Reaction to stress that occurs during a stressful situation.
The spread of an organism in aerosol form.
Pathogenic microorganisms that are present in human blood and can cause disease in humans. These pathogens include, but are not limited to, hepatitis B virus and human immunodeficiency virus (HIV)
Centers for Disease Control and Prevention (CDC)
The primary federal agency that conducts and supports public health activities in the United States. The CDC is part of the US Department of Health and Human Services.
A disease that can be spread from one person or species to another.
The presence of infectious organisms or foreign bodies on or in objects such as dressings, water, food, needles, wounds, or a patient's body.
cover and concealment
The tactical use of an impenetrable barrier for protection.
critical incident stress management (CISM)
A process that confronts the responses to critical incidents and defuses them, directing the emergency services personnel toward physical and emotional equilibrium.
cumulative stress reactions
Prolonged or excessive stress.
delayed stress reaction
Reaction to stress that occurs after a stressful situation.
The individual in the department who is charged with the responsibility of managing exposures and infection control issues.
Exposure or transmission of a communicable disease from one person to another by physical contact.
A situation in which a person has had contact with blood, body fluids, tissues, or airborne particles in a manner that suggests disease transmission may occur.
The contamination of food or water with an organism than can cause disease.
general adaptation syndrome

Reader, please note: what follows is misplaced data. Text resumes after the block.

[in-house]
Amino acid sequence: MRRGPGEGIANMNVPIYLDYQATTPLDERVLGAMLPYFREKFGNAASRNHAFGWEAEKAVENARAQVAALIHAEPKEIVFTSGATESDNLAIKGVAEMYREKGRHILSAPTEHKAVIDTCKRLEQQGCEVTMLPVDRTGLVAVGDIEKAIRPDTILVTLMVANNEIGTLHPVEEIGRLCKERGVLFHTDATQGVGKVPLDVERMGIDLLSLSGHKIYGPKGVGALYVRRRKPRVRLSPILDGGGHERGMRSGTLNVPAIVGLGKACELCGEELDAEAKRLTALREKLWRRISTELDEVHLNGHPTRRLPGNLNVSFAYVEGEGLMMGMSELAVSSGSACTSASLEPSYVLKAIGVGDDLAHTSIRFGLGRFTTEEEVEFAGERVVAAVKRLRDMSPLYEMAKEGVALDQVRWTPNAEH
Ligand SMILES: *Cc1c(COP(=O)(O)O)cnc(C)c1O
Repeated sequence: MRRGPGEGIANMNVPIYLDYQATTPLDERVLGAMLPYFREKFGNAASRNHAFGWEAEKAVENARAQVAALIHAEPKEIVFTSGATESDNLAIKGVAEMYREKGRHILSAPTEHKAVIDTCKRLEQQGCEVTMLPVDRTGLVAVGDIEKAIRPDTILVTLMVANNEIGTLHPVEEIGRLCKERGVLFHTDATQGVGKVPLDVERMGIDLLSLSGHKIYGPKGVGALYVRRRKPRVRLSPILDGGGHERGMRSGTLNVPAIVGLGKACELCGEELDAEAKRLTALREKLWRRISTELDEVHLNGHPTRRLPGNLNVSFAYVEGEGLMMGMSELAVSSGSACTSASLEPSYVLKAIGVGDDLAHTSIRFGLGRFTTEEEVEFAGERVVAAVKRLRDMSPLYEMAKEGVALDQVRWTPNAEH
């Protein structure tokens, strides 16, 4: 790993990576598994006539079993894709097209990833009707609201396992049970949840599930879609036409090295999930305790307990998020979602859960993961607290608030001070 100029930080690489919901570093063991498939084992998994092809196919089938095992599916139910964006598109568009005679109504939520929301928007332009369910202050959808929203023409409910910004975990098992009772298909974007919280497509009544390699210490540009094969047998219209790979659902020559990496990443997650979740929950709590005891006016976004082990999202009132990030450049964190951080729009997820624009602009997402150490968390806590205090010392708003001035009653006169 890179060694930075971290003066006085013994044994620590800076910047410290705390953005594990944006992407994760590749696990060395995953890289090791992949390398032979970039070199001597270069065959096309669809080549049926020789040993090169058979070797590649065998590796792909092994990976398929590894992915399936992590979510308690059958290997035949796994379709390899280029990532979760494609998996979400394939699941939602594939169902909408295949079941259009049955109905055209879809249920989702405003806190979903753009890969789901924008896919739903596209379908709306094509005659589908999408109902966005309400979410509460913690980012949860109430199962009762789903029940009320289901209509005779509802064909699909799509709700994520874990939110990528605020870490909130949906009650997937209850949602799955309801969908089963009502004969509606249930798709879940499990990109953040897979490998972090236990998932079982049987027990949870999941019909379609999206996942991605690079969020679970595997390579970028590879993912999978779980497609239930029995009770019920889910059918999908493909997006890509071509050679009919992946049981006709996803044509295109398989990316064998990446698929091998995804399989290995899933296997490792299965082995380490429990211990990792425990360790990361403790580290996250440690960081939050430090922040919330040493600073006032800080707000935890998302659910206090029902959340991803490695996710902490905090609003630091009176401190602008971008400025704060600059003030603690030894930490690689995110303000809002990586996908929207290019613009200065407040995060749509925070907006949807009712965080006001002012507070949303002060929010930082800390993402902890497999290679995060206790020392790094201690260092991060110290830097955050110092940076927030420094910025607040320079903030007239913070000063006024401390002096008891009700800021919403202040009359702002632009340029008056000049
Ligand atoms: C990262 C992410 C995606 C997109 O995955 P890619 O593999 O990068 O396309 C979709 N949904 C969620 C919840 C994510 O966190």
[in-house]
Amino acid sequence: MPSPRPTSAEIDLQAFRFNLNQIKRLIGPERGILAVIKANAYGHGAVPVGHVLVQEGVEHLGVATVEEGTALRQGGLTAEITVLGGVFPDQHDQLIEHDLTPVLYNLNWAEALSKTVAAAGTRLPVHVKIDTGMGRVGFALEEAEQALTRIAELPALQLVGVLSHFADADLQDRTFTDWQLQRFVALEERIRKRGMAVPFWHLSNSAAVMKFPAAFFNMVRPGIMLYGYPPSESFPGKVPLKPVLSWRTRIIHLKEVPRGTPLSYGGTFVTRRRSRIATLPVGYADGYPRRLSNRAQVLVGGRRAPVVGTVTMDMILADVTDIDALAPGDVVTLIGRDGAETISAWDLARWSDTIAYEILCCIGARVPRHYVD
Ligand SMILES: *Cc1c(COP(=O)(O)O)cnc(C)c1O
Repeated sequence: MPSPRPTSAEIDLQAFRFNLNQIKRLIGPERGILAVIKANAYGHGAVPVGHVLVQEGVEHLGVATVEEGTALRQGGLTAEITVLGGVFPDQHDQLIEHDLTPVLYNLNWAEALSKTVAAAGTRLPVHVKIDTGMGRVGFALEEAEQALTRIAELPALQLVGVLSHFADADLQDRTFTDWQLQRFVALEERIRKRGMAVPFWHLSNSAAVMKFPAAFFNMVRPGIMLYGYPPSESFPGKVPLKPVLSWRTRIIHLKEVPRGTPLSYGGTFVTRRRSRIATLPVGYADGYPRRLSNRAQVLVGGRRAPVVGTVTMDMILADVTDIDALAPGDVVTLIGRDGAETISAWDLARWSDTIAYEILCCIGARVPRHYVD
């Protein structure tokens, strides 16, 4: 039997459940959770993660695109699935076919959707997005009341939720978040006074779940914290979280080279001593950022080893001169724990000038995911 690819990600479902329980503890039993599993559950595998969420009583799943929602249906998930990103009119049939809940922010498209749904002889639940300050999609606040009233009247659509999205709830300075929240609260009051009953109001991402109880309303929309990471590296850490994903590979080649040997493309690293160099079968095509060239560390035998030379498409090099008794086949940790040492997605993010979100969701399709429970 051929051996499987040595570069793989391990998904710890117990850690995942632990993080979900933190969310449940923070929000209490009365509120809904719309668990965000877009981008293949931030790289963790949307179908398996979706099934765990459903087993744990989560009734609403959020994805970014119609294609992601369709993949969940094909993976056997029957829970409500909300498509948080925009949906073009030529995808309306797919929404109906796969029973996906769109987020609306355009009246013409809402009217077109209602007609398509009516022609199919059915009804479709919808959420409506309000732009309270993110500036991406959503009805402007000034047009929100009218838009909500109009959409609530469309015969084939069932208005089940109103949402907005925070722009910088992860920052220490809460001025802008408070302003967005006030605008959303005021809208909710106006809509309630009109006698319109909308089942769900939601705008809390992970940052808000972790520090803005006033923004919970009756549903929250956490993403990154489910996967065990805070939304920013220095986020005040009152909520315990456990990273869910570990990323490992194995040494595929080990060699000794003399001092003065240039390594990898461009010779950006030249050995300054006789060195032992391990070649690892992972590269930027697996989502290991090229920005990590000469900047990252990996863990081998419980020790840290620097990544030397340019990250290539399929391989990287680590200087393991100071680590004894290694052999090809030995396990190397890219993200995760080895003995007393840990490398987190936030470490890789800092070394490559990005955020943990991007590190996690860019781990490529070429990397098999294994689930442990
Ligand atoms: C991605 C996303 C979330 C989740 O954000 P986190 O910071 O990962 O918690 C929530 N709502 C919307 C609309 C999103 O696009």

The body's response to stress that begins with an alarm response, followed by a stage of reaction and resistance, and then recovery or, if the stress is prolonged, exhaustion.
Inflammation of the liver, usually caused by a viral infection, that causes fever, loss of appetite, jaundice, fatigue, and altered liver function.
The organism or individual that is attacked by the infecting agent.
human immunodeficiency virus (HIV)
Acquired immunodeficiency syndrome (AIDS) is caused by HIV, which damages the cells in the body's immune system so that the body is unable to fight infection or certain cancers.
The body's ability to protect itself from acquiring a disease.
Exposure or transmission of disease from one person to another by contact with a contaminated object.
The abnormal invasion of a host or host tissues by organisms such as bacteria, viruses, or parasites, with or without signs or symptoms of disease.
Procedures to reduce transmission of infection among patients and health care personnel
A medical condition caused by the growth and spread of small, harmful organisms within the body.
Occupational Safety and Health Administration (OSHA)
The federal regulatory compliance agency that develops, publishes, and enforces guidelines concerning safety in the workplace.
A microorganism that is capable of causing disease in a susceptible host.
personal protective equipment (PPE)
Clothing or specialized equipment that provides protection to the wearer.
posttraumatic stress disorder (PTSD)
A delayed stress reaction to a prior incident. This delayed reaction is often the result of one or more unresolved issues concerning the incident.
Protective measures that have traditionally been developed by the Centers for Disease Control and Prevention for use in dealing with objects, blood, body fluids, and other potential exposure risks of communicable disease.
The way in which an infectious disease is spread: contact, airborne, by vehicles, or by vectors.
The use of an animal to spread an organism from one person or place to another.